Astrology, medicine and astronomy were all studied together as inseparable subjects up until the late 1600s in Western Europe. “It was taught in the universities and widely used by monarchs, Popes and other leaders. Political and religious trends during the 17th century forced it to go underground and it fell out of popular use. In the late 1800s there was a re-emergence and modern astrology evolved, incorporating a psychological approach and becoming popular in the mainstream once more during the mid 1900s.”

In recent years, since the early 2000s, many ancient Arabic, Greek and Latin texts have been fully translated into English for the first time. A wealth of lost knowledge and techniques are finally being re-introduced to modern astrologers.

Kate’s childhood involved spending a lot of time on her own so she learned to love reading, which eventually led to her interest in and passion for astrology.

Her training started when she found a book that showed her how to calculate a birth chart. ‘I was motivated to start studying further so I could interpret those charts,” she explains. “It was all hand drawn and calculated using complex maths back then.”

Kate relied on books and self-directed study, as there just wasn’t the options for courses that there are now. The more she learned, the more she wanted to know. “So I just kept going,” she says, “reading every book by every author that I could find. 

Over time this passion evolved into a professional ‘job’.

“With the Internet it was so much easier to find sources of quality information and I’ve had the chance to connect with so many more highly skilled astrologers in recent years. I didn’t set out to be a professional astrologer but, as I got more knowledgeable, people wanted me to look at their chart for them.”

We are living through one of the most challenging moments in world history, which Kate says is “also a critical time; it’s a time of change and it’s happening at high speed.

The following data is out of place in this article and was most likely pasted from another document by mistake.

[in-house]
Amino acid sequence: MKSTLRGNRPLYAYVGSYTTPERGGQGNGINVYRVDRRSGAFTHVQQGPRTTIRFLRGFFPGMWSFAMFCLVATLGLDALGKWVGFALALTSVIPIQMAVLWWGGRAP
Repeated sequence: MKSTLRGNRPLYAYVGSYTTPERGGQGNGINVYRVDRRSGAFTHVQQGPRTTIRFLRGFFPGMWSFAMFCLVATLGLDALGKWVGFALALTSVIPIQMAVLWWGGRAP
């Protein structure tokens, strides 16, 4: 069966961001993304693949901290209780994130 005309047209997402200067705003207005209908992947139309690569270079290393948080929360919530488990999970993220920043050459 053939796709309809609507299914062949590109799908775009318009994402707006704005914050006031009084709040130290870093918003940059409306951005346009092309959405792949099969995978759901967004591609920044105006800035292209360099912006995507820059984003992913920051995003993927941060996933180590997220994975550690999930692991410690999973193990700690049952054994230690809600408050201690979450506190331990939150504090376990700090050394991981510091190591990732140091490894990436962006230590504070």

“Changes are to be expected with the current planet themes but there are choices to be made too.”

Perhaps that is where Kate’s work gives her an advantage in life. “It probably helps me stay balanced,” she admits. “I see it all as part of a bigger pattern, a drama being played out. I get to see the bigger picture so I can keep some detachment.”

So what does Kate see playing out on the world stage?

“There’s a definite shift in energy dynamics as we turn the corner into 2021. The tough and frustrating transits that have been the theme of 2020 are reaching conclusion. Now we’re looking at fast-paced changes and a serious overhaul of our society and economy over the next two years. The panic and fear that forced all the recent drastic measures have revealed a high level of corruption and self-interest amongst the world’s political leaders. We’re getting our eyes opened to who and what doesn’t work well for the ordinary person. There’s going to be a lot of new thinking. Innovations and creative solutions will emerge. It is going to be a bit of a rollercoaster ride. More controls will be enforced and everything about our daily life becomes subject to the governments dictate.”

But the good news is that “2020 Winter Solstice brings the end to the age of materialism, and like in the story of King Cnut who recognised that, for all the regal and sovereign power he held, he couldn’t control the tide. We’ll be reassured that there exists a greater force than any earthly power can summon. This will become apparent as those who try to become our ‘overlords’ come unstuck!

“The coming months will remind us that natural laws and the inherent force that creates life itself always has the final say. We can shake off the disbelief at where we find ourselves at the end of 2020. It’s a bit like we fell asleep at the wheel! Once we get our bearings again, we’ll remember that the ‘life force’ is actually on our side and we can gradually find the right road to a new harmony with nature and life itself.”

And so there is hope…

Mary O'Brien